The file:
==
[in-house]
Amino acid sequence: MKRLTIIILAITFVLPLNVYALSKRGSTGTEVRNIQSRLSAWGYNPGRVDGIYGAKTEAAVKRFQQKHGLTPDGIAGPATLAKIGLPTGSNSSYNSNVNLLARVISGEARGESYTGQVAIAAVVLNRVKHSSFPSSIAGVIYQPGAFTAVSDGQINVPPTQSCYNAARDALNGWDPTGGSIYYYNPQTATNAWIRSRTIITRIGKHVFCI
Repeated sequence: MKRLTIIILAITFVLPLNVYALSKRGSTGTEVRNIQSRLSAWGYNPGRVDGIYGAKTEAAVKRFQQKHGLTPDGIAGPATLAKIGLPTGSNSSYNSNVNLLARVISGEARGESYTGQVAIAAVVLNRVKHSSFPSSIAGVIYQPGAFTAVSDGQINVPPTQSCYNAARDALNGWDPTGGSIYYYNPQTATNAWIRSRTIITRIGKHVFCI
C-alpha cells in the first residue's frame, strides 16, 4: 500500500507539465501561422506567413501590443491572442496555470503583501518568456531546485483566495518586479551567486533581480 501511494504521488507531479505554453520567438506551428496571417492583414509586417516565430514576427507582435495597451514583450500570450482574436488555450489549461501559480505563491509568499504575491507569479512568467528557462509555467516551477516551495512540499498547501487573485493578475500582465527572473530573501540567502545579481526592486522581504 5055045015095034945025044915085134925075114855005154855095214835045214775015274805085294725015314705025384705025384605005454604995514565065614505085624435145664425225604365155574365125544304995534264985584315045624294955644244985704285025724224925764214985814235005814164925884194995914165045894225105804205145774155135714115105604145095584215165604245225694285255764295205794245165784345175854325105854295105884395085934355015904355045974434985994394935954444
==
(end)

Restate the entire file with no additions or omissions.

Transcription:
[in-house]
Amino acid sequence: MKRLTIIILAITFVLPLNVYALSKRGSTGTEVRNIQSRLSAWGYNPGRVDGIYGAKTEAAVKRFQQKHGLTPDGIAGPATLAKIGLPTGSNSSYNSNVNLLARVISGEARGESYTGQVAIAAVVLNRVKHSSFPSSIAGVIYQPGAFTAVSDGQINVPPTQSCYNAARDALNGWDPTGGSIYYYNPQTATNAWIRSRTIITRIGKHVFCI
Repeated sequence: MKRLTIIILAITFVLPLNVYALSKRGSTGTEVRNIQSRLSAWGYNPGRVDGIYGAKTEAAVKRFQQKHGLTPDGIAGPATLAKIGLPTGSNSSYNSNVNLLARVISGEARGESYTGQVAIAAVVLNRVKHSSFPSSIAGVIYQPGAFTAVSDGQINVPPTQSCYNAARDALNGWDPTGGSIYYYNPQTATNAWIRSRTIITRIGKHVFCI
C-alpha cells in the first residue's frame, strides 16, 4: 500500500507539465501561422506567413501590443491572442496555470503583501518568456531546485483566495518586479551567486533581480 501511494504521488507531479505554453520567438506551428496571417492583414509586417516565430514576427507582435495597451514583450500570450482574436488555450489549461501559480505563491509568499504575491507569479512568467528557462509555467516551477516551495512540499498547501487573485493578475500582465527572473530573501540567502545579481526592486522581504 5055045015095034945025044915085134925075114855005154855095214835045214775015274805085294725015314705025384705025384605005454604995514565065614505085624435145664425225604365155574365125544304995534264985584315045624294955644244985704285025724224925764214985814235005814164925884194995914165045894225105804205145774155135714115105604145095584215165604245225694285255764295205794245165784345175854325105854295105884395085934355015904355045974434985994394935954444